Check Out These Unique Pets From Around the World


We’ve all owned or know someone who has owned dogs, cats, fish, hamsters and, in some cases, other animals that might be surprising to hear about. They’re a little less common, but just how unique and peculiar do these pets get? Here’s a look at some of the more unusual animals from around the world that happily cohabitate with their human counterparts.


The Capybara

Have you ever heard of a capybara? Native to South America, it holds the record for being the largest rodent in the world. It would be interesting to see peoples’ reactions while you’re out walking your capybara along with the family dog. Capybaras are in the same family as guinea pigs. Fully grown, they can reach four feet and can weigh more than 100 pounds. One capybara in Texas has gained Internet fame as his owner posts pictures of him, educating people on this awesome and unique rodent.

How About a Serval?

Servals can live up to 19 years, are the most successful hunters of all wildcats, and it’s actually legal to own one? Originally from Central and Southern Africa, this slender- to medium-sized cat stands about 21 to 24 inches. Fully grown, it weighs anywhere from 18 to 40 pounds. Servals tend to have small heads, large ears, and golden-yellow coats spotted and striped with black. They have short, black-tipped tails and the longest legs of any cat relative to its body size. They live well in areas with that provide cover like tall grasses and that are in close proximity to water, such as wetlands and savannahs.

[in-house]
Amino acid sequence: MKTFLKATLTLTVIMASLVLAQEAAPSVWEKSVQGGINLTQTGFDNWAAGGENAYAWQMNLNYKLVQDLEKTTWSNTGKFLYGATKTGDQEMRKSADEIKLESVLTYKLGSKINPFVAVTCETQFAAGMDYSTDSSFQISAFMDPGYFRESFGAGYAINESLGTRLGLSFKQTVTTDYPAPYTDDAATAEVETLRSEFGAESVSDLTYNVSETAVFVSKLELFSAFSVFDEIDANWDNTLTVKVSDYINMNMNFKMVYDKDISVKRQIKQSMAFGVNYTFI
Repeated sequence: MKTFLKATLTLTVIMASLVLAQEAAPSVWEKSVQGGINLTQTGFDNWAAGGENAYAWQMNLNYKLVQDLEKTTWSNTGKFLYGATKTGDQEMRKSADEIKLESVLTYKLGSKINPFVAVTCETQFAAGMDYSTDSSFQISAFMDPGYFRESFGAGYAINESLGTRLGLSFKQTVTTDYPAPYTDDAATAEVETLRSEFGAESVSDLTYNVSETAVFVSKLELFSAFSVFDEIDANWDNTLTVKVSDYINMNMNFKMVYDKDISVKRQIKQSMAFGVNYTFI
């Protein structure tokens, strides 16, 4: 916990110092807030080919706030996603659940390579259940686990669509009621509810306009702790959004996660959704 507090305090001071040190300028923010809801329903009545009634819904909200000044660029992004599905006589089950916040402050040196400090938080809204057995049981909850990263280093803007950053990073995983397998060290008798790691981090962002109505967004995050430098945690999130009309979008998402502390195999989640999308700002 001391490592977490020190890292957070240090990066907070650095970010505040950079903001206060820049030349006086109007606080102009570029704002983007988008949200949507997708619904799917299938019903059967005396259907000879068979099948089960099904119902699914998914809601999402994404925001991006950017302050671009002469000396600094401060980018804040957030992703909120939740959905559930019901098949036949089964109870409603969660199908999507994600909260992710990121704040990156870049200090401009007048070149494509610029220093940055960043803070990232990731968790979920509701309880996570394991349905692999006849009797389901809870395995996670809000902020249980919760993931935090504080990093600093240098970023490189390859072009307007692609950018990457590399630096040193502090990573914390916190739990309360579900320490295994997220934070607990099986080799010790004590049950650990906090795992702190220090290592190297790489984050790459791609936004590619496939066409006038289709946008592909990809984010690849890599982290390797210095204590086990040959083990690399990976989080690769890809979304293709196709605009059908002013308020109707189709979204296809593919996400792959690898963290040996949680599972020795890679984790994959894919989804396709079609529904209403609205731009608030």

The Wallaroo

This pet hails from Australia. Not as big as a kangaroo but not quite as small as a wallaby, this kangaroo- and wallaby-mix has a lifespan of 15 to 20 years. Wallaroos prefer grassy plains and woodlands. They have shorter limbs than other kangaroo species, which is thought to be for leaping around on rocks. Another interesting fact is that the wallaroo can potentially survive two or three months without drinking, merely gathering the water it needs from the food it eats. There are four sub-species of wallaroos. The Barrow Island subspecies is now classified as vulnerable.

Owning any one of these animals as pets may seem like fun, but it’s important to educate yourself not only on licensing requirements but also other facts like what it takes to care for it and maintain a good habitat and proper diet. Inform yourself on the animal’s unique needs when it comes to raising or breeding it.

Owning any pet is a big responsibility. Along with love and attention, each animal deserves to live in a healthy environment where it can enjoy life in the way it is meant to.

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